Even the ancient Greeks believed that substance consists of tiny particles called atoms. The word "atom" means "indivisible" in Greek. However, with the development of science, it became clear that neither an atom, nor a proton and neutron are truly elementary particles. They consist of the smaller ones - quarks. Then neutrinos and antiprotons were discovered and now science knows about 400 different particles. To study their qualities and structures the mankind invented a very smart device - a collider. Let's look at some of them and learn how they function.
"Do Not Enter"
Pictured: the VEP-1 - the world's first collider built in the early 60s in the Novosibirsk Institute of Nuclear Physics.
Since the middle of the 20th century colliders have become the main way for searching and studying these particles.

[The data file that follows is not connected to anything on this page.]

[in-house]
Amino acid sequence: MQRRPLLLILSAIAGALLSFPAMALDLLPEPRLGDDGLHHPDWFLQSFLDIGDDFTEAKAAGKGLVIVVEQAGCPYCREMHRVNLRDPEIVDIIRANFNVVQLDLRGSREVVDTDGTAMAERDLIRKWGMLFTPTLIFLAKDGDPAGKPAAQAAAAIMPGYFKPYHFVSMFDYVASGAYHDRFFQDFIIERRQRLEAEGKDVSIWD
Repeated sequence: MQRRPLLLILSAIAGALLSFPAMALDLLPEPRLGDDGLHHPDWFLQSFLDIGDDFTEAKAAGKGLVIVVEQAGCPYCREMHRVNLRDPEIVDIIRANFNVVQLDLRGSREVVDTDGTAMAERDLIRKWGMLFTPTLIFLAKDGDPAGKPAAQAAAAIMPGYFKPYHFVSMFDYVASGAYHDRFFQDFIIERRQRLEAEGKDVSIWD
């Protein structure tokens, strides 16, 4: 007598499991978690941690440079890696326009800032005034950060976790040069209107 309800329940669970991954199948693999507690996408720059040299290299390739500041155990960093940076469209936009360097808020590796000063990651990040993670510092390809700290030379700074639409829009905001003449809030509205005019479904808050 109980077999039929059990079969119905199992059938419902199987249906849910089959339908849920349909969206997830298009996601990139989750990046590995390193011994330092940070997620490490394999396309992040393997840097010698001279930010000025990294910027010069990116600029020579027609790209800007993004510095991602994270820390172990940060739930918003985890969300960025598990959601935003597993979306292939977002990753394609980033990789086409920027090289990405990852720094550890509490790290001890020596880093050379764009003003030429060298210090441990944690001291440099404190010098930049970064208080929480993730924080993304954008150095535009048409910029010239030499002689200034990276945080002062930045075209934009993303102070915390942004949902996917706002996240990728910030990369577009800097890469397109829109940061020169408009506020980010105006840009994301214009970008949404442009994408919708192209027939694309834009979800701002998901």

The idea of their functioning is quite clear. Imagine that you have two cars and know nothing about their inner structure. You speed up these two cars toward each other and face them. At low speed an impact will be weak and the cars will be only slightly deformed. But at a higher speed the impact will be stronger and as a result various light exterior details (such as pieces of lamps, windows, mirrors and bumpers) will break off the cars. You will catch these details, examine them and get some information about the structure of the cars. With an increase of the power of the collision, more and more heavy details will fall off the cars, and you'll get more and more knowledge about them. So in that way accelerators allow us to obtain new information about the particles.
Nowadays, a great number of colliders operate all over the world. some of them can speed up only small cars, while others can deal with heavy and huge trucks.
Pictured: the Large Hadron Collider.
The largest of modern colliders operates in Europe and is called the Large Hadron Collider. The length of its ring is 26.5 km and its radius is 4.2 km.